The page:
Chiquis Rivera Opens Up About Freezing Her Eggs and Waiting to Have Kids
Chiquis Rivera talks to Chica about her choice to freeze her eggs until she is ready for motherhood. Her fertility doctor, Shahin Ghadir, explains the process the singer is undergoing.
Chiquis Rivera admits that when she was younger, she considered not having kids. After all, she helped raise her brother Johnny, born when she was 15. Their mom, the late queen of banda, Jenni Rivera, continued to pursue her demanding music career. “She said: ‘I have to go to work to support this home, and you have to take care of the baby,' and I did,” Chiquis says. “I see him as my kid, I was always his second mom.”
Today, she would love to have a child of her own — just not quite yet. That's why the 33-year-old Mexican-American singer and reality star has chosen to freeze her eggs until she is ready for motherhood. People CHICA spoke to the eldest Rivera daughter and to her doctor, Beverly Hills fertility specialist Shahin Ghadir, about this life-changing process. First off, Chiquis recognizes how she can be perceived as veering off the traditional family-focused path. “In our Latin culture, like my grandparents say, we have to have our kids while we're young,” says Chiquis. “That was always on my mind, but I would look at J. Lo, Mariah Carey — women that I admire so much that had their kids when they were older — and I didn't want to feel that pressure to say, ‘I need to have babies now.' That's why I considered the option to freeze my eggs.”
What began as just a possibility became her reality after Chiquis was diagnosed with endometriosis — a condition that can affect a woman's egg count and quality — and had to undergo an emergency surgery in October to remove an ovarian cyst. “I realized this is serious and I have to do it,” she says of freezing her eggs. “Your body doesn't wait for you, so I made the decision to do this now.”
Her doctor, Ghadir, sees Chiquis as breaking down barriers for other women on a topic that tends to be stigmatized in the Latin-American community: fertility issues. “I've noticed, in the Latin world, this is an area that is much more quiet than in American culture.” Ghadir sees many older Latina women who have problems getting pregnant. “I'm proud of her being the first voice about this, being so open and honest about every single step.”
According to Ghadir, single women 30 years of age with no plans of being a mom immediately should consider freezing their eggs. After the age 27, the egg quality and count for the majority of women start to go down every year. Following a month of prep and checkups, the process takes about 12 days and 5 visits to the doctor's office, where a series of injections go into the woman's belly and the doctor monitors how the eggs are growing in the ovaries. After two weeks of medication, the patient undergoes the retrieval process, which includes light anesthesia after which the eggs are frozen and safely stored. When the woman is ready to become pregnant, in vitro fertilization — fertilizing the egg outside the human body — is used. Costs vary, but $8,000 per cycle, with roughly 10 eggs estimated per cycle, is an average. The older the woman, the more eggs that are recommended to be frozen. Some insurance companies cover it and some clinics offer financing. The procedure has no guarantee of success and the American Society for Reproductive Medicine says those women considering freezing their eggs should be counseled about fertilization success rates.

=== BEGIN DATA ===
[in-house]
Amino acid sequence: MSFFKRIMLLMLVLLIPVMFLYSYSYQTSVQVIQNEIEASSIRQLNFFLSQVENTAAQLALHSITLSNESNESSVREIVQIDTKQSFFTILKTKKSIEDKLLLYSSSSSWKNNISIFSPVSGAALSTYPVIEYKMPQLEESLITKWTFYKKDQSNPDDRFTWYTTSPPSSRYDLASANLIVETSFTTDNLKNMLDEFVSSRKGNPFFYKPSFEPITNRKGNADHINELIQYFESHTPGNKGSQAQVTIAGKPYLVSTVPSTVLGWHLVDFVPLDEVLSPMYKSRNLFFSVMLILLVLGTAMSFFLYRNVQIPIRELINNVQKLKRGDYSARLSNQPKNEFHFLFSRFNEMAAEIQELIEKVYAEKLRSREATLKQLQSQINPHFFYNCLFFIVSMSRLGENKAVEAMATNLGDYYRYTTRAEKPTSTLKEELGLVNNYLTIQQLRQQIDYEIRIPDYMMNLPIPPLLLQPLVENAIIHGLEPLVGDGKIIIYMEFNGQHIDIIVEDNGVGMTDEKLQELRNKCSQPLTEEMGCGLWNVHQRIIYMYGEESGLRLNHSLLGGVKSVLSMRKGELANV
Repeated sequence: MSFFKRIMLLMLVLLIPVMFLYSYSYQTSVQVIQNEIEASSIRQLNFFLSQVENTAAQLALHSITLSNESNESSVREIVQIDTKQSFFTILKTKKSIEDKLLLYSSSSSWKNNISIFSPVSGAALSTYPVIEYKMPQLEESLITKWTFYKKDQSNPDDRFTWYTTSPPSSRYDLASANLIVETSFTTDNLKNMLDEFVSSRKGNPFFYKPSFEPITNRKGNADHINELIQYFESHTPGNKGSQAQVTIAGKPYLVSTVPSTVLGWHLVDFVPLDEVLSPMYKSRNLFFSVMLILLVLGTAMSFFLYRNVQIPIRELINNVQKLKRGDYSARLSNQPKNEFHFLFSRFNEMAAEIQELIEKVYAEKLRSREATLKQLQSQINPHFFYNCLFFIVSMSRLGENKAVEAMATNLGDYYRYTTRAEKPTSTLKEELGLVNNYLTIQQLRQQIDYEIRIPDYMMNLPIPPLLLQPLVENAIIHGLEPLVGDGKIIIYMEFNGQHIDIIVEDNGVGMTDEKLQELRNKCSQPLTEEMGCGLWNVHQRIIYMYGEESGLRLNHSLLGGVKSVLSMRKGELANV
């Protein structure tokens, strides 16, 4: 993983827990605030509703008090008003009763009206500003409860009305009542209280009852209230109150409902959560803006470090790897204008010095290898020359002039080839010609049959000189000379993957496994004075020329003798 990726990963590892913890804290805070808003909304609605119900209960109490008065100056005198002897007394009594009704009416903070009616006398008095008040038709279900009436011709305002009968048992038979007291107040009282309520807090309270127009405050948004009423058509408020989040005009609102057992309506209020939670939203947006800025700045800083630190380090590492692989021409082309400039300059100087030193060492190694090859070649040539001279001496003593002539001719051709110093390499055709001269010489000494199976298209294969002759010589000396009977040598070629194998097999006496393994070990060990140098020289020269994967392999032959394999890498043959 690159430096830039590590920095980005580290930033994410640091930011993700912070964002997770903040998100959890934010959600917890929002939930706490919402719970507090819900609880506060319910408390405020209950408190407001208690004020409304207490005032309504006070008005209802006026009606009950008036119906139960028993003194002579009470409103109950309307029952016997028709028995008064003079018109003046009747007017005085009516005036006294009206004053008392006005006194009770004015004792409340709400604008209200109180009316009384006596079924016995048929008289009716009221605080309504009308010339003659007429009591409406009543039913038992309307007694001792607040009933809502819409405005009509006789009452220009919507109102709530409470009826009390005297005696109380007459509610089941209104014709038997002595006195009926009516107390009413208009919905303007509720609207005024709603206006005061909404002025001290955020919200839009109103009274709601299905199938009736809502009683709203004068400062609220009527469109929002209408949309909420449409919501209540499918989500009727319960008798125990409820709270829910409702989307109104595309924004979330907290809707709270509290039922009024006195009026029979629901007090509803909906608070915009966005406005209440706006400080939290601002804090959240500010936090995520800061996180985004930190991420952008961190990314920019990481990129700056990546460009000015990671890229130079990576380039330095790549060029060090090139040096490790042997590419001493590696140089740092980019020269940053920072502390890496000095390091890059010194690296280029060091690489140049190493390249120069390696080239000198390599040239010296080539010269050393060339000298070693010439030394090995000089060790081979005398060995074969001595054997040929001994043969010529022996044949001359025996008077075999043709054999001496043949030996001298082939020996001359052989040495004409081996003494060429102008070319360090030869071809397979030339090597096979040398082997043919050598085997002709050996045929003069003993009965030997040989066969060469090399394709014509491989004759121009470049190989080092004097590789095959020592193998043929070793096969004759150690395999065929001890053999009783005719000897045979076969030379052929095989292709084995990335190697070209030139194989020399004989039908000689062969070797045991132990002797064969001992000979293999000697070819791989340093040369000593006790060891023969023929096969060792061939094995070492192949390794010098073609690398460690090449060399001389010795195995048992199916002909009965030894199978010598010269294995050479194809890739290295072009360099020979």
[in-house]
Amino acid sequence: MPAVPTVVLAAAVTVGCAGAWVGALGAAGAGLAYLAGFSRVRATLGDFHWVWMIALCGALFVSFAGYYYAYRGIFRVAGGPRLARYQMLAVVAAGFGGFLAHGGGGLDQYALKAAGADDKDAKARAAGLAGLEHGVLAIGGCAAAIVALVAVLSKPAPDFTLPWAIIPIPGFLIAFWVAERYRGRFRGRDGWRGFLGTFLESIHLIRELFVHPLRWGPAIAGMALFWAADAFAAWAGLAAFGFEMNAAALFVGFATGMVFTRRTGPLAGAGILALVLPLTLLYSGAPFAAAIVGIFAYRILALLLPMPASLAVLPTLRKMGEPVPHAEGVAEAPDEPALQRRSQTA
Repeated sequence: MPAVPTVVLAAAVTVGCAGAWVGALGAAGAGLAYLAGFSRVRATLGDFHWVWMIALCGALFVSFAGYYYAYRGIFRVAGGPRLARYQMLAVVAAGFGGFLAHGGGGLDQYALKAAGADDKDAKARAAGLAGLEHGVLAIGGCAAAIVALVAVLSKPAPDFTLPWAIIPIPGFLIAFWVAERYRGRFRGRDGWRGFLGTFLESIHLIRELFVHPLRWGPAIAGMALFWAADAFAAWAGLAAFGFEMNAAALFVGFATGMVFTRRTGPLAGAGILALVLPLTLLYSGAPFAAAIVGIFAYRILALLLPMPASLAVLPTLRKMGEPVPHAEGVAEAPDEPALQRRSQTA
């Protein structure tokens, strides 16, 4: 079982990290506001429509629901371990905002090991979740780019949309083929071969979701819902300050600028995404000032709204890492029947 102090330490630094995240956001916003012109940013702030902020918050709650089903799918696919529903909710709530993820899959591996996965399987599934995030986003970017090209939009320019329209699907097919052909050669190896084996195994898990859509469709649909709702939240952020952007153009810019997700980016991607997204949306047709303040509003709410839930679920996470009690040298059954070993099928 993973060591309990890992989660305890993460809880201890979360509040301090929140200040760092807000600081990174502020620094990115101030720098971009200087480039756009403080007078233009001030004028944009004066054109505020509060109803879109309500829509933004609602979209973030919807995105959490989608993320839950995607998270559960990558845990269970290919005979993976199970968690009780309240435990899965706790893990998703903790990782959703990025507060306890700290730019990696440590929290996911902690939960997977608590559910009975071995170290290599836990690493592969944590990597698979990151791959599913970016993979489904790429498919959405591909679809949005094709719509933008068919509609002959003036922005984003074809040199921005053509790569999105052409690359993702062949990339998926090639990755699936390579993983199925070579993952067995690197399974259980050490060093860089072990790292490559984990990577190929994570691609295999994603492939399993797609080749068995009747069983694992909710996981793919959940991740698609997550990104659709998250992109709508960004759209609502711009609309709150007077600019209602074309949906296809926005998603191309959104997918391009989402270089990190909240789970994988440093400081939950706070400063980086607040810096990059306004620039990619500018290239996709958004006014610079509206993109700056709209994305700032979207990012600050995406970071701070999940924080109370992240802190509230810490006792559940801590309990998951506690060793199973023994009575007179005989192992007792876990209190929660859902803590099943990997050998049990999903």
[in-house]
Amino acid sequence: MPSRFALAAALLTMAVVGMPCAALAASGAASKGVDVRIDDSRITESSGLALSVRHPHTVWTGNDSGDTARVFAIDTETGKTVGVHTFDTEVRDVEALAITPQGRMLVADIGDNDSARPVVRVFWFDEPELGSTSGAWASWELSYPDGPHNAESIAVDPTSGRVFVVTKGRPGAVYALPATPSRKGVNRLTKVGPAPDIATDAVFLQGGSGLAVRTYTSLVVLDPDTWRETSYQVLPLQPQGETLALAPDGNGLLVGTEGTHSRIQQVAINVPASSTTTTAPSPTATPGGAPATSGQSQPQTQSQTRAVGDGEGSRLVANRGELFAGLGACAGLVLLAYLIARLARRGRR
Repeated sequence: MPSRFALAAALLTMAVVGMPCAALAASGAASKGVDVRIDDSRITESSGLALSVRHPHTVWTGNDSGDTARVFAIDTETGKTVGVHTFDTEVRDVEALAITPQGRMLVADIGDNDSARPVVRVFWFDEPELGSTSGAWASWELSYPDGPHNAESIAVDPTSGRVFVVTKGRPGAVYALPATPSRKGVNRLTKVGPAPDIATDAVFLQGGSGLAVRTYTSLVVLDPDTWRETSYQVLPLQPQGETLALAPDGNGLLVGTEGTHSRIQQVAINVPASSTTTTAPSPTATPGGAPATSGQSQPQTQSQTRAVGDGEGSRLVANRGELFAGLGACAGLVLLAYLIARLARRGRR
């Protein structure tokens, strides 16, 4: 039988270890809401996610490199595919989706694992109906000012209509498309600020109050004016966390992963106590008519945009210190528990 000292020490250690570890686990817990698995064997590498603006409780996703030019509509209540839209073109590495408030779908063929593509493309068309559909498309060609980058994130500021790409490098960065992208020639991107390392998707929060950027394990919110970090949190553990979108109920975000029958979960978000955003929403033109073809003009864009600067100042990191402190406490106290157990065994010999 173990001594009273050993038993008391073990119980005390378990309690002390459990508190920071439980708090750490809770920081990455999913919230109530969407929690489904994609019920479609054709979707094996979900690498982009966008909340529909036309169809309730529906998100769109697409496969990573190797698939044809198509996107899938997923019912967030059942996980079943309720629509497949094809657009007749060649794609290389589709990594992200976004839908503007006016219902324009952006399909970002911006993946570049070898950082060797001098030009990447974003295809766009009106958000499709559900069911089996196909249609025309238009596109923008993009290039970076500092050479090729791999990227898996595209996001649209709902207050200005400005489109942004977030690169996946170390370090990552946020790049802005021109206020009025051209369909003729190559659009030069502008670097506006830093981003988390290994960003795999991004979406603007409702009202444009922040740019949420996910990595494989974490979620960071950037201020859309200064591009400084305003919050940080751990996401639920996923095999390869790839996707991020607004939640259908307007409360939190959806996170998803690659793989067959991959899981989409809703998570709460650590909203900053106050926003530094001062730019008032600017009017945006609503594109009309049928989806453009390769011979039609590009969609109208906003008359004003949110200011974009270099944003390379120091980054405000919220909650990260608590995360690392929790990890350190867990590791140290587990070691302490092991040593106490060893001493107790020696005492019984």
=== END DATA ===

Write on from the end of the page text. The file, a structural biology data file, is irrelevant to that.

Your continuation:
The bride-to-be says her fiancé, singer Lorenzo Mendez, has been the most supportive in the egg-freezing process, leaving the medicine she needs to take daily with little notes as reminders. “If it was up to Lorenzo, I would already be pregnant [naturally],” she jokes. “But he is waiting for me, he respects me as a woman and respects my decisions.” Traveling and enjoying life as newlyweds with the future father of her children is another incentive to wait to get pregnant. Mendez, 32, who is already a dad to Victoria, 8, from a previous relationship, whom they visit in El Paso, Texas.
And if Chiquis does get pregnant the easy way, there's still a chance those frozen eggs would be used — perhaps by her brother Johnny, now 18, who came out as bisexual in 2017 and is currently in a same-sex relationship. “I've thought many times: ‘If one day I'm not on this earth, and I don't use my eggs, maybe he would one day want to use them to have his own kids,” she says. “Maybe some people will think it's weird or not agree with it, but he always tells me: ‘You have to have a child because I need you to leave a part of you in this world.' I've thought about it that way. He is like a son to me and I know he wants to be a dad.”
Her ideal time to have a child? Around 35, two years down the line. This would give her time now to focus on the release of her third album and a music tour, pursue acting projects and finish writing another book, which is in the works. Plus planning her wedding: “We are taking steps, we are deciding between two locations for the wedding. I would love to have a ranchera wedding, to wear a typical Mexican dress and have him wear a mariachi suit,” she says of the groom. Another contrasting idea is having a December wedding with snow and all-white decorations à la Kim Kardashian and Kanye West.